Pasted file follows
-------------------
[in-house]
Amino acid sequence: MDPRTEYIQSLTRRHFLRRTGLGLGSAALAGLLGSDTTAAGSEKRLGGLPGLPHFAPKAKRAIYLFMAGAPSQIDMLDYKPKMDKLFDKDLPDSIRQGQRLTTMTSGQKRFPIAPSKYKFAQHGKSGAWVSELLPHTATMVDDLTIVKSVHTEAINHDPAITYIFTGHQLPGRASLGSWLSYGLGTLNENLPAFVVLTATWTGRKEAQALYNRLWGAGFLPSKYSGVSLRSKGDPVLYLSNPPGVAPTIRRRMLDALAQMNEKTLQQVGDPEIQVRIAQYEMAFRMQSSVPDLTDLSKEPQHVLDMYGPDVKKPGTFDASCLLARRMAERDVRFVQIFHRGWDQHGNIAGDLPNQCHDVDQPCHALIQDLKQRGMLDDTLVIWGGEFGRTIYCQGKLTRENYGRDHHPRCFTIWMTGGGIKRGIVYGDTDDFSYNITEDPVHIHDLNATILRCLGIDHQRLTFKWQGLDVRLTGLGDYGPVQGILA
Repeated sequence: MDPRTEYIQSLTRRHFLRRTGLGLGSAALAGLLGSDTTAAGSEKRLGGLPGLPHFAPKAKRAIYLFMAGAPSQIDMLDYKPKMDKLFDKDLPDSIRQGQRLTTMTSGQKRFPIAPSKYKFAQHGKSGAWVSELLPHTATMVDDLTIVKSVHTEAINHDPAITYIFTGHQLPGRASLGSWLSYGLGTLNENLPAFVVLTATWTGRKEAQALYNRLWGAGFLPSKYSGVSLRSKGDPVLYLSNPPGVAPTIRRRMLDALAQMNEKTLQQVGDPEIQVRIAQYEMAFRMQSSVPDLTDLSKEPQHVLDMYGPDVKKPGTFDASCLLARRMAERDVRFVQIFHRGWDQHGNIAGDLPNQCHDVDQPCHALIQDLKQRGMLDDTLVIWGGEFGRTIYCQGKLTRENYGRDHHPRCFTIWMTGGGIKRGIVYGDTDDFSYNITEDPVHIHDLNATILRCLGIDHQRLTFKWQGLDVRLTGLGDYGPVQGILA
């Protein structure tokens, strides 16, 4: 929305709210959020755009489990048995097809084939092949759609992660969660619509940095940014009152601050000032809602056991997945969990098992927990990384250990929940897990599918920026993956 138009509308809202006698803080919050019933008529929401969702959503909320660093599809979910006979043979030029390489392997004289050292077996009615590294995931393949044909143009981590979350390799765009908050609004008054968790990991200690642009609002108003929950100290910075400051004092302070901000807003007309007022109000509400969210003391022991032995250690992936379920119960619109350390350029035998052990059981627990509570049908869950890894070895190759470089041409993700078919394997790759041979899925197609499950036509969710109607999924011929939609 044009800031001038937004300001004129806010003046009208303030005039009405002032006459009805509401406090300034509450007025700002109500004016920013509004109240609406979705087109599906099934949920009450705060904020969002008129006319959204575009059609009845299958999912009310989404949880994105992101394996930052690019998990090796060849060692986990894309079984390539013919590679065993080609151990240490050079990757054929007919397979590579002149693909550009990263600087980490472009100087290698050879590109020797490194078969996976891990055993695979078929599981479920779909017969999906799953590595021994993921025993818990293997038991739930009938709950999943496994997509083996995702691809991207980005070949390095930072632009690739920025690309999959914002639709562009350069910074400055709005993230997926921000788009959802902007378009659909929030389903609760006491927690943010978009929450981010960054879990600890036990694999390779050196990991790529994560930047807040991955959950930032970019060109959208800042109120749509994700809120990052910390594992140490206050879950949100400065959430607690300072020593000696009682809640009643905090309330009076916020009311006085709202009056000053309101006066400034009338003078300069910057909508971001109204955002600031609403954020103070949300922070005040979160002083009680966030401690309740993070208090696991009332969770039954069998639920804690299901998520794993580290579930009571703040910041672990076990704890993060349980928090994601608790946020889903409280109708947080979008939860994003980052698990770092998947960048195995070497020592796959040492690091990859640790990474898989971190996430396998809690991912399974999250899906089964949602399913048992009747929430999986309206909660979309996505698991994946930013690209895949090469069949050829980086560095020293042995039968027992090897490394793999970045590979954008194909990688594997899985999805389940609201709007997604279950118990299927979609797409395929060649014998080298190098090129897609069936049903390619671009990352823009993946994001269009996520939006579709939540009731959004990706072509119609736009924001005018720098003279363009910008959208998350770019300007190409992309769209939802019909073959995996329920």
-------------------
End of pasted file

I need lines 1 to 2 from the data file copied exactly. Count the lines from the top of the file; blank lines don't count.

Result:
[in-house]
Amino acid sequence: MDPRTEYIQSLTRRHFLRRTGLGLGSAALAGLLGSDTTAAGSEKRLGGLPGLPHFAPKAKRAIYLFMAGAPSQIDMLDYKPKMDKLFDKDLPDSIRQGQRLTTMTSGQKRFPIAPSKYKFAQHGKSGAWVSELLPHTATMVDDLTIVKSVHTEAINHDPAITYIFTGHQLPGRASLGSWLSYGLGTLNENLPAFVVLTATWTGRKEAQALYNRLWGAGFLPSKYSGVSLRSKGDPVLYLSNPPGVAPTIRRRMLDALAQMNEKTLQQVGDPEIQVRIAQYEMAFRMQSSVPDLTDLSKEPQHVLDMYGPDVKKPGTFDASCLLARRMAERDVRFVQIFHRGWDQHGNIAGDLPNQCHDVDQPCHALIQDLKQRGMLDDTLVIWGGEFGRTIYCQGKLTRENYGRDHHPRCFTIWMTGGGIKRGIVYGDTDDFSYNITEDPVHIHDLNATILRCLGIDHQRLTFKWQGLDVRLTGLGDYGPVQGILA